Your license plate frame is enough for the Pennsylvania police to arrest you, court rules Spotlight PA

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HARRISBURG — Thousands of drivers in Pennsylvania may now be at greater risk of getting pulled over by police — all because of the frame around their license plate.

A state appeals court decision this week affirmed the right of police officers to arrest drivers if part of their license plate is obscured. This includes not just the unique combination of letters and numbers that make up a person’s license plate, but any lettering, including the visitpa.com URL – or, for that matter, the paint around it.

Critics argue the ruling, by a three-judge Superior Court panel, raises concerns about racial bias and other potential abuses of power by law enforcement, and could give police another pretext to stop a driver for a seemingly trivial reason, among others. significant and unintended consequences.

“At a time when we want to remove mock arrests, this ruling specifically opens the door for anyone arrested at the whim of the police to be investigated,” said Philadelphia attorney S. Philip Steinberg, who argued against the court’s ruling. court. in the case.

A spokesman for Philadelphia District Attorney Larry Krasner, who appealed the case to the state’s Superior Court, called the assessment “unfair.”

The ruling, Krasner spokesman Dustin Slaughter said, “simply upholds current case law” and does not allow officers to employ new or different tactics during traffic stops. But the decision itself indicates that the decision answers a new question before the court.

At the heart of the decision is how to interpret the language of a section of Pennsylvania’s vehicle code that prohibits the obscuring of license plates.

The code states that it is illegal to display a license plate so dirty that its numbers and letters are unreadable from a reasonable distance. or is obscured in such a way that a red light camera or toll collection system cannot read it; or “is otherwise unreadable from a reasonable distance or is obscured in any way.”

In their ruling, the three judges seized on the phrase “or is obscured in any way,” which they said was a catch-all phrase intended to prohibit any obstruction of any part of the plate. If the legislature only wanted to prohibit obstructions to license plate number and issuing authority, it would have done so specifically, the panel said.

“While we appreciate Respondent’s position that § 1332 [of the vehicle code] should be limited to those elements of a license plate which are actually relevant to the identification of vehicle registration, this interpretation does not correspond to a plain reading of the law,” wrote Judge Mary Jane Bowes. .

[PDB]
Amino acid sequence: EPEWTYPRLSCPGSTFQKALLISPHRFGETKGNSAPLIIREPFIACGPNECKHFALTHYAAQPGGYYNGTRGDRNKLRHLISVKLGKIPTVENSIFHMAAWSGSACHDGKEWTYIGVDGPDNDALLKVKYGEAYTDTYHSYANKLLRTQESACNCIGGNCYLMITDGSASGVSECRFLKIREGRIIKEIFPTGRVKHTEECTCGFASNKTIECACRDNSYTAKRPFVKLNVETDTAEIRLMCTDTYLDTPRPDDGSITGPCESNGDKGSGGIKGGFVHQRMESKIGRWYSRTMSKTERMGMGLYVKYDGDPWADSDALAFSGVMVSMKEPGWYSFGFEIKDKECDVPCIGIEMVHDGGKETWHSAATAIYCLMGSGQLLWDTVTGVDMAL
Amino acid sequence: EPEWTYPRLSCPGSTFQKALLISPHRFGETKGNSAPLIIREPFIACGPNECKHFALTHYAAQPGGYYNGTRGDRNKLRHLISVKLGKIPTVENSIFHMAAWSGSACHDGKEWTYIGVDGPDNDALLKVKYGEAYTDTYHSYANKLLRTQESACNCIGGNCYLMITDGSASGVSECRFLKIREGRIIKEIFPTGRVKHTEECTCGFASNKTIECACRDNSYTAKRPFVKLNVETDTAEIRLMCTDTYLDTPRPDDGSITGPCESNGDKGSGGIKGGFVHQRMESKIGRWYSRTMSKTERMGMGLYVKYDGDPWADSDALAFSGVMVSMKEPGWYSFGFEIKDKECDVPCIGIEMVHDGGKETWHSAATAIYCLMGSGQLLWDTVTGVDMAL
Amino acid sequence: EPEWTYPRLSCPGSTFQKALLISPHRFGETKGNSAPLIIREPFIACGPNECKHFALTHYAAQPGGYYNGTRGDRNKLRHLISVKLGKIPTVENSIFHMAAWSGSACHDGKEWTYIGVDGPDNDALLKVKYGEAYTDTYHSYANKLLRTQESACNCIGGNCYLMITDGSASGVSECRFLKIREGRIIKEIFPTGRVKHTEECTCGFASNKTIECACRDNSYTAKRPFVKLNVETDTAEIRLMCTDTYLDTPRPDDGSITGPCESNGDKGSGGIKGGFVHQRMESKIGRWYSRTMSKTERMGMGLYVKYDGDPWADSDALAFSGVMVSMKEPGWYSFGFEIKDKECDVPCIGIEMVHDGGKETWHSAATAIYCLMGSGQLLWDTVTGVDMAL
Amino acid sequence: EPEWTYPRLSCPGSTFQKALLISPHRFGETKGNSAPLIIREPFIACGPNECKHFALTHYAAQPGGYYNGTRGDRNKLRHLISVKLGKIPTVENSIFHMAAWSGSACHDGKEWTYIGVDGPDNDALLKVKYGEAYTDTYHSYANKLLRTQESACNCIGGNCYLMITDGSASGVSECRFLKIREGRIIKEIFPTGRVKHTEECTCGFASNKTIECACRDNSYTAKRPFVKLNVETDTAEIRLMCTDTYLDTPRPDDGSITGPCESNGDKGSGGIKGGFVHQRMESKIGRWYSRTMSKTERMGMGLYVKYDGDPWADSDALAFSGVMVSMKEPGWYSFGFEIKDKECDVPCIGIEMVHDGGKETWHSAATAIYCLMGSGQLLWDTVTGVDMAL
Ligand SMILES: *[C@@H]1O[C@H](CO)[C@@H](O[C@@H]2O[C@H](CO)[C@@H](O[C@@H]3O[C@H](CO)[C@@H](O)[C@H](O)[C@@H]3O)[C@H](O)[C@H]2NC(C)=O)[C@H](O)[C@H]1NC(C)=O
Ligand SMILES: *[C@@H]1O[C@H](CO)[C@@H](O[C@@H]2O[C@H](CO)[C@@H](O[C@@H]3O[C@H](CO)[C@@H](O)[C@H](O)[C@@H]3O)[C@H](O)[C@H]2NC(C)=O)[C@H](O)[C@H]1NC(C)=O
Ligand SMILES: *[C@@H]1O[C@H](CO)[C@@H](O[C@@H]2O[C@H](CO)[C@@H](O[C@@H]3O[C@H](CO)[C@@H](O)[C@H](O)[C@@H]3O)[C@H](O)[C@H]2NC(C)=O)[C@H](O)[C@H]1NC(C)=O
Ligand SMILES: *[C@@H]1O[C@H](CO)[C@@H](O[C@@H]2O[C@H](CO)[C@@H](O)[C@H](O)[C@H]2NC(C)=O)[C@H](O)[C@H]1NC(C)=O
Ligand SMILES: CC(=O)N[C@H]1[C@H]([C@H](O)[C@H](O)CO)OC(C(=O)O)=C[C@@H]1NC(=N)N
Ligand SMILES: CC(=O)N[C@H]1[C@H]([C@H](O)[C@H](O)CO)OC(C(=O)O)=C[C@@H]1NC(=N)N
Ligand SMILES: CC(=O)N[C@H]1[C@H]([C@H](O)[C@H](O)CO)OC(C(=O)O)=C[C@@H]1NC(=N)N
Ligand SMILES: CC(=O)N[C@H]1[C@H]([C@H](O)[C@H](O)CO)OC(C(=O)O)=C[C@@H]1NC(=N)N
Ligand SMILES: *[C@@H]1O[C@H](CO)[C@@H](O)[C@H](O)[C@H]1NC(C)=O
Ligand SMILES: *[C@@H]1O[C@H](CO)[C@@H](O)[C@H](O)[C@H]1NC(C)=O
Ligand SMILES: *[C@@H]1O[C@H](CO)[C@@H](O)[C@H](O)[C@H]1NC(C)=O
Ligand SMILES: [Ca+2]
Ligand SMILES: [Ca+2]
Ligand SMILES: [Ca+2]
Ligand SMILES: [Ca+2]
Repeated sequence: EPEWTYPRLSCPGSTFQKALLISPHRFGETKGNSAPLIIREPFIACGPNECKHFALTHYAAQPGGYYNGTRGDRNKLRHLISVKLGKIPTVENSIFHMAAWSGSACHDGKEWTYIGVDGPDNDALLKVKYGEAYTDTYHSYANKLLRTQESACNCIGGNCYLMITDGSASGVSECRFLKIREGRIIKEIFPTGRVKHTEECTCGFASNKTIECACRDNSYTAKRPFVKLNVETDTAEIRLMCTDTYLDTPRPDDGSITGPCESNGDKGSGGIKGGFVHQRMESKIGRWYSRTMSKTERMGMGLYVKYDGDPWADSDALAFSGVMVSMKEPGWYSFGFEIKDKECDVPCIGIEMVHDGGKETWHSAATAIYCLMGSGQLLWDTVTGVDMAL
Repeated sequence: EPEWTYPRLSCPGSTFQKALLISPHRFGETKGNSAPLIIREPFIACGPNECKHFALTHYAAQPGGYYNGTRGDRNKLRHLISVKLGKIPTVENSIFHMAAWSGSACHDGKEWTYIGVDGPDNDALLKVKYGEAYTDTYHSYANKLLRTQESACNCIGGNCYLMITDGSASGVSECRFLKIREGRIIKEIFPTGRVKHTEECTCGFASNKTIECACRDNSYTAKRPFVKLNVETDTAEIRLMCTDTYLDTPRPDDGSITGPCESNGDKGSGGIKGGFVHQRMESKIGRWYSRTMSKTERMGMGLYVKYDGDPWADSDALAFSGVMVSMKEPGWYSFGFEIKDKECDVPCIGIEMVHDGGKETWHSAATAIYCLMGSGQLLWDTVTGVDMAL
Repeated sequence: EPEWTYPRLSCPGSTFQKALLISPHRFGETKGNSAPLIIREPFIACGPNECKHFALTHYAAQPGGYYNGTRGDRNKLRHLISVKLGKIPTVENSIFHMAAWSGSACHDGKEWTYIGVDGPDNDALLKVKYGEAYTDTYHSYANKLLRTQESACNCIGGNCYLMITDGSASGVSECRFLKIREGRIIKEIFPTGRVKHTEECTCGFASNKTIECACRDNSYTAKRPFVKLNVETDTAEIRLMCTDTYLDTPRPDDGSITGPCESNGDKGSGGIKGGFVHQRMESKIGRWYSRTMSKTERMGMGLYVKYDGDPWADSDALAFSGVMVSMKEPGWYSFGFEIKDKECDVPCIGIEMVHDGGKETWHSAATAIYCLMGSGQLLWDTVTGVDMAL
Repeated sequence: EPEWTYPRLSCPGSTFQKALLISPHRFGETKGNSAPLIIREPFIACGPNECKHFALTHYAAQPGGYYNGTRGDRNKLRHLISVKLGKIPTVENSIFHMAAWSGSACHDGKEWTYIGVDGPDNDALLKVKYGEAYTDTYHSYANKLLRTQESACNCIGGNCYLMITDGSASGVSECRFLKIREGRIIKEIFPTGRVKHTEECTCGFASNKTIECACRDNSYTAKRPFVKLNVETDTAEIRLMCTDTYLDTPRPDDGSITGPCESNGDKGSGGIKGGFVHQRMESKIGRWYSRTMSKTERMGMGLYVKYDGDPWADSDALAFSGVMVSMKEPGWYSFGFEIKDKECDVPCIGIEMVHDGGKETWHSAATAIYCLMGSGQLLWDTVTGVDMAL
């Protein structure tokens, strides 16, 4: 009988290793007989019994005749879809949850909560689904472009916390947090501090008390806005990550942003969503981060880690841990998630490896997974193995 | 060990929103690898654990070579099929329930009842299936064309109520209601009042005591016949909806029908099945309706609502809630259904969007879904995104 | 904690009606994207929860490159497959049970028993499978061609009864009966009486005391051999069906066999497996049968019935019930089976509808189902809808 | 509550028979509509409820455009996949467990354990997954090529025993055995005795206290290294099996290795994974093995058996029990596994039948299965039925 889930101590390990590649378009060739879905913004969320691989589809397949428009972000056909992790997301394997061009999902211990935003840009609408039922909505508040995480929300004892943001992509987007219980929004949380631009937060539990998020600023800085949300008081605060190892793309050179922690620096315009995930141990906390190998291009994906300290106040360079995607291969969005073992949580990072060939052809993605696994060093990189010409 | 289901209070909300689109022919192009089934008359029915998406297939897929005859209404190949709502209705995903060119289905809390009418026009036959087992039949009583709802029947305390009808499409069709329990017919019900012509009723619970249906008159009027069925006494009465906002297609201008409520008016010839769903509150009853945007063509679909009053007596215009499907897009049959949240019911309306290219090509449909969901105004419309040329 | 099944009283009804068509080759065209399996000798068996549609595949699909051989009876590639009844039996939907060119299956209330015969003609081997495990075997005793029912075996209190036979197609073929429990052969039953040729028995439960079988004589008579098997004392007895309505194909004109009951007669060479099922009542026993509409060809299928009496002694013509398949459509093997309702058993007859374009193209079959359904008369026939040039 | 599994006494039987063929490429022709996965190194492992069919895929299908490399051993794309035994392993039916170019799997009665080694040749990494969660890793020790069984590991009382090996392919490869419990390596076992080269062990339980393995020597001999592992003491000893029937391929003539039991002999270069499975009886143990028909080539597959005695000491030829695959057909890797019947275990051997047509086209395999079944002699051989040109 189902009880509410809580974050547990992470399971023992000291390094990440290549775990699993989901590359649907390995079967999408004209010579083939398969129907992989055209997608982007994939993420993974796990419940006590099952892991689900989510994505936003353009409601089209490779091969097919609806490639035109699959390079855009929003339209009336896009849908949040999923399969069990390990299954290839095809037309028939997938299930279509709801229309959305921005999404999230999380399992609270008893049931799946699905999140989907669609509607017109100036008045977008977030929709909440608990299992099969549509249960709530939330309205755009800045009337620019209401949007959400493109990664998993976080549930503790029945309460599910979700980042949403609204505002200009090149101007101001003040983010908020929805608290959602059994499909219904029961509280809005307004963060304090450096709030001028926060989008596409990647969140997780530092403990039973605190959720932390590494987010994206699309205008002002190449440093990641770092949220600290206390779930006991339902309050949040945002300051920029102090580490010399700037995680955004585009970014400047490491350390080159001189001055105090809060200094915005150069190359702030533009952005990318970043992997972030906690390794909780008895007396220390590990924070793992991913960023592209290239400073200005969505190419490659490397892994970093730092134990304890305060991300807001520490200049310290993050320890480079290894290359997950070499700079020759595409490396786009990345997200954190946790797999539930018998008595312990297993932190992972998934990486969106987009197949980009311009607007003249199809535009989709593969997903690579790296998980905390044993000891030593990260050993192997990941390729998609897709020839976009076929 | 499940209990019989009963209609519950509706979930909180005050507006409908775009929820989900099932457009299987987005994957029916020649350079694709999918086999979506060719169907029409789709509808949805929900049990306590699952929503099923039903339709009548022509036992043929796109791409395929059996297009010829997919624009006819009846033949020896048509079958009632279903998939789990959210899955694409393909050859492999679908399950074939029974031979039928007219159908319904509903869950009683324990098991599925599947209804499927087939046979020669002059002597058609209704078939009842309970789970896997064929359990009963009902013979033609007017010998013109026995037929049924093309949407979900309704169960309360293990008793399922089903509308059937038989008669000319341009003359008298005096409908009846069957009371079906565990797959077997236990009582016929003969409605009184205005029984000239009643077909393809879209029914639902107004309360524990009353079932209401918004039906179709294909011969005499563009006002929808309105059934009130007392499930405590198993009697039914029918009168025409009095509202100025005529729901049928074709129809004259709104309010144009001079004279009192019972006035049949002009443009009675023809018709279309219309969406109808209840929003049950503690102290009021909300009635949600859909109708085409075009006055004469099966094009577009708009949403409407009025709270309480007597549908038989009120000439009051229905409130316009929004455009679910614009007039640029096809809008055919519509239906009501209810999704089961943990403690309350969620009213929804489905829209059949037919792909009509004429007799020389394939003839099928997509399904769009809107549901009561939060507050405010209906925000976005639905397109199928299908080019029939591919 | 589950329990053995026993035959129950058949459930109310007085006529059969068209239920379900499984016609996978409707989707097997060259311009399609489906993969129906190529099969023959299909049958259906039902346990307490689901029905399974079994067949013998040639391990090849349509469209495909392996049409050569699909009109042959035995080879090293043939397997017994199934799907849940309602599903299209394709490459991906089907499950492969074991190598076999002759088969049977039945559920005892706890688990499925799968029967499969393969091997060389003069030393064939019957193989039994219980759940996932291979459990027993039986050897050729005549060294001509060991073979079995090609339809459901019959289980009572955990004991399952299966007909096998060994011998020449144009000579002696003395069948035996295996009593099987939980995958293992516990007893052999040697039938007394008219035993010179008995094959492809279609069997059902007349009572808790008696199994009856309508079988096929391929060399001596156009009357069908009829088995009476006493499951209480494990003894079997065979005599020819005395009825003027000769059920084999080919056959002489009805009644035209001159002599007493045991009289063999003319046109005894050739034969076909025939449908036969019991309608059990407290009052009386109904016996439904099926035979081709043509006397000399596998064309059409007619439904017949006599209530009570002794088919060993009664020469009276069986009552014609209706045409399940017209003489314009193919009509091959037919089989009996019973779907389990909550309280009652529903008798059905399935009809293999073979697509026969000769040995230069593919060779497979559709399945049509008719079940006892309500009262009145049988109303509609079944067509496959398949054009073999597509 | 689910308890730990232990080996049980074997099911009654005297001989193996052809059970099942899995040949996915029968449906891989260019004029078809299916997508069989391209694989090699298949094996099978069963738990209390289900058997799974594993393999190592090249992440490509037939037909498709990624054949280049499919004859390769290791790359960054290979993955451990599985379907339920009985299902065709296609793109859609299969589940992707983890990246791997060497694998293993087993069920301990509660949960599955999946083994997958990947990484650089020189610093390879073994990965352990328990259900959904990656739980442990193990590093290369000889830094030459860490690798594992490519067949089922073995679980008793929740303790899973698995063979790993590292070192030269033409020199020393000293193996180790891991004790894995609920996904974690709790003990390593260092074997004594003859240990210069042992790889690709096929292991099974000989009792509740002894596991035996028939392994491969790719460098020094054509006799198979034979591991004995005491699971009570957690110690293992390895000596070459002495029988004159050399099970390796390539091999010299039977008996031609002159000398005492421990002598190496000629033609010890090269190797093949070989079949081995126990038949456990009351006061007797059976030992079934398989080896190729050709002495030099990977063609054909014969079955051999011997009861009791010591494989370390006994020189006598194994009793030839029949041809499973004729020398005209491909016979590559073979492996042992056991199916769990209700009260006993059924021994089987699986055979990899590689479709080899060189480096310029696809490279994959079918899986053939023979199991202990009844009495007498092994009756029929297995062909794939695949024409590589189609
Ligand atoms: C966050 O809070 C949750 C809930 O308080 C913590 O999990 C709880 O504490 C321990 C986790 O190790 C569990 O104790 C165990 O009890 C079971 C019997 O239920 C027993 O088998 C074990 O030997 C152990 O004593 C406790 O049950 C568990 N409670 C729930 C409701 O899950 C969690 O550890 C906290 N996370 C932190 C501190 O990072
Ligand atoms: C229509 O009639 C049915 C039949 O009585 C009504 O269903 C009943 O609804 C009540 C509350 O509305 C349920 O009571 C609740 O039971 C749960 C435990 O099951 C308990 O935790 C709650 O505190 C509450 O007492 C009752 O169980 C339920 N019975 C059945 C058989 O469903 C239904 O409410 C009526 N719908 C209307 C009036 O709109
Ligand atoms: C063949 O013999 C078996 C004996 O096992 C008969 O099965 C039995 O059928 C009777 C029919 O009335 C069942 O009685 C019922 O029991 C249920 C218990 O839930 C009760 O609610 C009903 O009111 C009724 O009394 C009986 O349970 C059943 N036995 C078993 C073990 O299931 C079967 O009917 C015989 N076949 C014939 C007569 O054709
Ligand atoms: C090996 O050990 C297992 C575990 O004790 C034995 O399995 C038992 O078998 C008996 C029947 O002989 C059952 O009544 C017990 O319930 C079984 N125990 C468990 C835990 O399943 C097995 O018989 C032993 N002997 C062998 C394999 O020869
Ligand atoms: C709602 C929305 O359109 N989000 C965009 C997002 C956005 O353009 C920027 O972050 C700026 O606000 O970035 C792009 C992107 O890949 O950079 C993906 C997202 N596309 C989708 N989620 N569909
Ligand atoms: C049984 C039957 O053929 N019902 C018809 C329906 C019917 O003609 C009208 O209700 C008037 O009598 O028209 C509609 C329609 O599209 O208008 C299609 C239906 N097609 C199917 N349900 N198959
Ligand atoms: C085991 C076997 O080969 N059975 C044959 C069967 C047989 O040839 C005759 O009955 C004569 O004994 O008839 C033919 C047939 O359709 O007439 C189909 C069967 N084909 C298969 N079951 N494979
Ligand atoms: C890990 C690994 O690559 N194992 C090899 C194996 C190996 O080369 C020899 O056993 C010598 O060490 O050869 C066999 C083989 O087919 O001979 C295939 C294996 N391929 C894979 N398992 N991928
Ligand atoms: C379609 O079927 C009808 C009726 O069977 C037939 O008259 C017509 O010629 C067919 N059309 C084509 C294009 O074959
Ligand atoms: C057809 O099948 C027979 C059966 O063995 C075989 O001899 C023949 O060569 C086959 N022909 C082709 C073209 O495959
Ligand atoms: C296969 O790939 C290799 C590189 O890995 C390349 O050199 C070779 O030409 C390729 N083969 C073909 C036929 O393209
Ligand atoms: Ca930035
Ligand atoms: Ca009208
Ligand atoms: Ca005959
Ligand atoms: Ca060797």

The decision stems from a case involving an April 2021 traffic stop in Philadelphia in which a police officer stopped a car because of a partially obstructed plate. What was obstructed: the strip at the bottom of the plaque that lists the official state tourist office website, visitpa.comwho standard license plates in Pennsylvania include.

During the arrest, according to court documents, the officer noticed that the front passenger, Derrick Ruffin, was making “stealth movements”, as if to hide something, and carried out a “protective sweep” of the passenger seat. There he found a loaded revolver (which Ruffin was not allowed to carry), ammunition, and marijuana. The officer also discovered that the car was not registered and the driver did not have a licence.

Ruffin was charged with several crimes, including carrying an unlicensed firearm.

But at a preliminary hearing last summer, a lower court suppressed the evidence the officer had recovered. In its opinion, the court found that the Philadelphia police officer did not have probable cause to make the stop because the state’s vehicle code only prohibits the obstruction of a number plate. license plate and license plate issuing authority. The state’s tourism website, he found, did not count for such a violation.

The Superior Court’s three-judge panel disagreed.

Steinberg, the Philadelphia attorney who represented Ruffin, said a quick check of any Pennsylvania parking lot will show that most vehicles have frames around the plate — some of them placed there by dealerships when a car is purchased. His own car, he said, has a frame that obscures the outer edges of his license plate.

The court ruling, he said, says many Pennsylvanians are technically breaking the law and could be arrested at any time.

“How is this enforced – and against whom is it enforced?” said Steinberg, partner at Schatz, Steinberg & Klayman. “I don’t think the Superior Court had bad intentions in this decision but… it really opens Pandora’s box.

Young drivers, drivers of color and drivers with older cars could find themselves in the crosshairs of more targeted stops, he said.

Andy Hoover, communications director for the ACLU Pennsylvania, said the decision was “another flimsy excuse for police to pull people over, and we’ve seen time and time again how routine traffic stops can escalate into tragic results, especially for blacks and browns”.

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